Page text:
In summary, we found significant restriction in lateral hip rotation in cases presenting LBP. Besides, we found no significant differences in hip ROM among the LBP patients according to MSI subgroups.

  Conclusion Top

Due to LBP, regardless of the MSI categories, was remarkably restricted hip lateral rotation ROM. There were no significant differences among the LBP subgroups. Future studies need to investigate hip rotation ROM in different classifications to recognize the fundamental role of the hip joint in LBP.

Financial support and sponsorship

Isfahan University of Medical Sciences sponsored the current study.

Conflicts of interest

There are no conflicts of interest.

  References Top

Fairbank J, Gwilym SE, France JC, Daffner SD, Dettori J, Hermsmeyer J, et al. The role of classification of chronic low back pain. Spine 2011;36:S19-42.  Back to cited text no. 1
Van Dillen LR, Norton BJ, Sahrmann SA, Evanoff BA, Harris-Hayes M, Holtzman GW, et al. Efficacy of classification-specific treatment and adherence on outcomes in people with chronic low back pain. A one-year follow-up, prospective, randomized, controlled clinical trial. Man Ther 2016;24:52-64.  Back to cited text no. 2
Chaitow L. Is a postural-structural-biomechanical model, within manual therapies, viable? A JBMT debate. J Bodywork Mov Ther 2011;15:130-52.  Back to cited text no. 3
Van Dillen LR, Gombatto SP, Collins DR, Engsberg JR, Sahrmann SA. Symmetry of timing of hip and lumbopelvic rotation motion in 2 different subgroups of people with low back pain. Arch Phys Med Rehabil 2007;88:351-60.  Back to cited text no. 4
Vad VB, Bhat AL, Basrai D, Gebeh A, Aspergren DD, Andrews JR. Low back pain in professional golfers the role of associated hip and low back range-of-motion deficits. Am J Sports Med 2004;32:494-7.  Back to cited text no. 5
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Van Dillen LR, Sahrmann SA, Norton BJ, Caldwell CA, McDonnell MK, Bloom NJ. Movement system impairment-based categories for low back pain: Stage 1 validation. J Orthop Sports Phys Ther 2003;33:126-42.  Back to cited text no. 7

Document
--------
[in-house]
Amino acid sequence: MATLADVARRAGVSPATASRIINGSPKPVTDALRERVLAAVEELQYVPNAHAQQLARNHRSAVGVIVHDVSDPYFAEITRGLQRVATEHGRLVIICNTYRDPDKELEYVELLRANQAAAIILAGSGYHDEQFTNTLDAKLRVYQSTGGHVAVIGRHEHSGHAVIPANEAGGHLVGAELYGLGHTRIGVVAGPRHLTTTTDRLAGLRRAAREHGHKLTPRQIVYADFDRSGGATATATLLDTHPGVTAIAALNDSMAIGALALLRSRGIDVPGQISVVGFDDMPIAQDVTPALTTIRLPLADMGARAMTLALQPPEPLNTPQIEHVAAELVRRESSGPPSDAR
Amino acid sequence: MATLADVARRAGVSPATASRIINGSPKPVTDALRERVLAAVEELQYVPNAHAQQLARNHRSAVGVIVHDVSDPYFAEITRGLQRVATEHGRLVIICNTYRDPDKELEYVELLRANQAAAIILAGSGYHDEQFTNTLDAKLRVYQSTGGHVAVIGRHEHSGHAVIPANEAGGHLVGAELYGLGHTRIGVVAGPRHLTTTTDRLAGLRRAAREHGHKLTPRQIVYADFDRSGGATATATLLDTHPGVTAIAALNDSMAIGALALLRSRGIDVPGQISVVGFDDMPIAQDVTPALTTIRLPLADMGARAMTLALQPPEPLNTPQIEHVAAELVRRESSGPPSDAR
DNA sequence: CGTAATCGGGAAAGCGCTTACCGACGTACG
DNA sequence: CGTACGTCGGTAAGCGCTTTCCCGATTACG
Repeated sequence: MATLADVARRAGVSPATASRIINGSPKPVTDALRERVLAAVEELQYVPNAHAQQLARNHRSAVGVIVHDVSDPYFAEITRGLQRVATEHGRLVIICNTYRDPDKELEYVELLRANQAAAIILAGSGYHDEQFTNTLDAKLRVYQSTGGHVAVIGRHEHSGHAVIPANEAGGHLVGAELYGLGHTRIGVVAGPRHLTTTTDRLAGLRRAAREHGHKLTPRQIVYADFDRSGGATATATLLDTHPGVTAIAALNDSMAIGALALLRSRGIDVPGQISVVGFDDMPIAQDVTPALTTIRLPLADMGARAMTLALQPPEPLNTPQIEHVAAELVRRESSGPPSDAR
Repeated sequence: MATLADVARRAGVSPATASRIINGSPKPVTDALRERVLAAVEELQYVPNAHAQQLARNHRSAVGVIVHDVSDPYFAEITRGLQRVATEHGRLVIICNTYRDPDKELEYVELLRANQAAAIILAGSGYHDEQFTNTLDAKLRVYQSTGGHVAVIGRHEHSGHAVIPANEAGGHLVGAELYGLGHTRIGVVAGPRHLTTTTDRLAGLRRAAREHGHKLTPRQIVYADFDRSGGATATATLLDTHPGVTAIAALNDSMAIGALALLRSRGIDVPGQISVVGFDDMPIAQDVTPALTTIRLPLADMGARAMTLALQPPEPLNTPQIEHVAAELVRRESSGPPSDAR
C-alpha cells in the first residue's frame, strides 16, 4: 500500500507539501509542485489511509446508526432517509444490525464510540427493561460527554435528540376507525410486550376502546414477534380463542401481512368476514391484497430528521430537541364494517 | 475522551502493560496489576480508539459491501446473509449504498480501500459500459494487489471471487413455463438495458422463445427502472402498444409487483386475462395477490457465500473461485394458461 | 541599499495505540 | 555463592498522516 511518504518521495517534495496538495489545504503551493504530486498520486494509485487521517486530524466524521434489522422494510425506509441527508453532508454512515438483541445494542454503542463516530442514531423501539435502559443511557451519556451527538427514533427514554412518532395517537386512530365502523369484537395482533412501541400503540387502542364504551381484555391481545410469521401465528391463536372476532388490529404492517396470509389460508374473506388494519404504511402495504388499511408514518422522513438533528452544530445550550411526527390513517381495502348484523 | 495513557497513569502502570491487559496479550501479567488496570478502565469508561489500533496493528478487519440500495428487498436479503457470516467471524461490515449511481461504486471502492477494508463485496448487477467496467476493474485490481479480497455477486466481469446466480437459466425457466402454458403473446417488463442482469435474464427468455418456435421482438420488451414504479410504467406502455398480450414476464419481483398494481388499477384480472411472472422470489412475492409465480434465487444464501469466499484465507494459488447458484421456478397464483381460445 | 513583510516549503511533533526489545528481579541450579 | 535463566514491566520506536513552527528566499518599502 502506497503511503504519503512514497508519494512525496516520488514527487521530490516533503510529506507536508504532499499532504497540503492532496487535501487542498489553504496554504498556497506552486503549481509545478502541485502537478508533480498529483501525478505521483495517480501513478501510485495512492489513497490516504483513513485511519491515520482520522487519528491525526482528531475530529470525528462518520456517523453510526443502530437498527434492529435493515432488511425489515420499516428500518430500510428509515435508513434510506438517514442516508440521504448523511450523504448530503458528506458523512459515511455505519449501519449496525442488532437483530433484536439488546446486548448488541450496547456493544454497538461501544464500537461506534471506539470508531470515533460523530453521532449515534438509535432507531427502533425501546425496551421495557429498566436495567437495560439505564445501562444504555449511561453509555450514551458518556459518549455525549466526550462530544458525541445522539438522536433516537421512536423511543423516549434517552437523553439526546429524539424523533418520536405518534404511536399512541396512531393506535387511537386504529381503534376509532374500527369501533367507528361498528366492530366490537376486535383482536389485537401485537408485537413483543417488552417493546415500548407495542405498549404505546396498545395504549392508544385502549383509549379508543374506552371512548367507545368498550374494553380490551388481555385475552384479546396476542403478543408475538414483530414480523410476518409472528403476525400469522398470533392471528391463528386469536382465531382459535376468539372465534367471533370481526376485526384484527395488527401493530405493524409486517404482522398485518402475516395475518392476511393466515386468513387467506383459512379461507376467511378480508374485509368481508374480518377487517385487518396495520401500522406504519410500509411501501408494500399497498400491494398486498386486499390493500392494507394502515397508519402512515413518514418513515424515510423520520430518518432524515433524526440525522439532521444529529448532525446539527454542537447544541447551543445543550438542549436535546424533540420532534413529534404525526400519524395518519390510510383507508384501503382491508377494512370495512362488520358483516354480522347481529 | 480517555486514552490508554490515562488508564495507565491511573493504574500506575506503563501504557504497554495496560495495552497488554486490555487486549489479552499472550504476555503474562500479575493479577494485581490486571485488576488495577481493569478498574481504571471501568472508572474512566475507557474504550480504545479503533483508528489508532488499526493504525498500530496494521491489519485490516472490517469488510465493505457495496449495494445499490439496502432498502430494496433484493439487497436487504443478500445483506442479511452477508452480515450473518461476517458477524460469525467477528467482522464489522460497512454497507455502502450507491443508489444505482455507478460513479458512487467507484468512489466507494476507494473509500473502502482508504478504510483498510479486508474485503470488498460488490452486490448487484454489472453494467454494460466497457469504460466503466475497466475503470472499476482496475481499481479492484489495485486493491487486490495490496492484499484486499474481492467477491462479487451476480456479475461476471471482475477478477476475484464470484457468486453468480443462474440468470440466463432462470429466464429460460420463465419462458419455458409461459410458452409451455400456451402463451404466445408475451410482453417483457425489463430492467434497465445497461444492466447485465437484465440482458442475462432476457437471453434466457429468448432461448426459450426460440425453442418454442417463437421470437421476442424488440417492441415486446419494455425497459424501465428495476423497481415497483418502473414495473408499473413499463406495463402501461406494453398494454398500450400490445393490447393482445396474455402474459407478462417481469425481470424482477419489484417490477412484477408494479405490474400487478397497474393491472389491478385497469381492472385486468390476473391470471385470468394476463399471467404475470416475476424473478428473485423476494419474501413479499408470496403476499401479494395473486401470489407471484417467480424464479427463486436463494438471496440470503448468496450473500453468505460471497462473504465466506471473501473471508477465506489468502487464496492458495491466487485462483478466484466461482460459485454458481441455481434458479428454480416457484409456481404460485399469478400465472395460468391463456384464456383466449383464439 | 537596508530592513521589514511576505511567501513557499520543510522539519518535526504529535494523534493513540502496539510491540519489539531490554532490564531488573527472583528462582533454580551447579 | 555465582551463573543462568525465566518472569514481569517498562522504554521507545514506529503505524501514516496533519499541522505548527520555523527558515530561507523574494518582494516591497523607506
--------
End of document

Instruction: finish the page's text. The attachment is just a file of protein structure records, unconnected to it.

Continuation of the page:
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Murray E, Birley E, Twycross-Lewis R, Morrissey D. The relationship between hip rotation range of movement and low back pain prevalence in amateur golfers: An observational study. Phys Ther Sport 2009;10:131-5.  Back to cited text no. 17
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Araújo VL, do Carmo Carvalhais VO, dos Santos TRT, Gonçalves GGP, Prado LS, Fonseca ST. Characterization of hip passive stiffness of volleyball, basketball and futsal young athletes. Phys Ther Sport 2013;14:227-31.  Back to cited text no. 19
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Scholtes SA, Gombatto SP, Van Dillen LR. Differences in lumbopelvic motion between people with and people without low back pain during two lower limb movement tests. Clin Biomech 2009;24:7-12.  Back to cited text no. 21
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Vad V, Gebeh A, Dines D, Altchek D, Norris B. Hip and shoulder internal rotation range of motion deficits in professional tennis players. J Sci Med Sport 2003;6:71-5.  Back to cited text no. 23
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Vad VB, Bhat AL, Basrai D, Gebeh A, Aspergren DD, Andrews JR. Low back pain in professional golfers: The role of associated hip and low back range-of-motion deficits. Am J Sports Med 2004;32:494-7.  Back to cited text no. 25
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  [Table 1], [Table 2], [Table 3], [Table 4]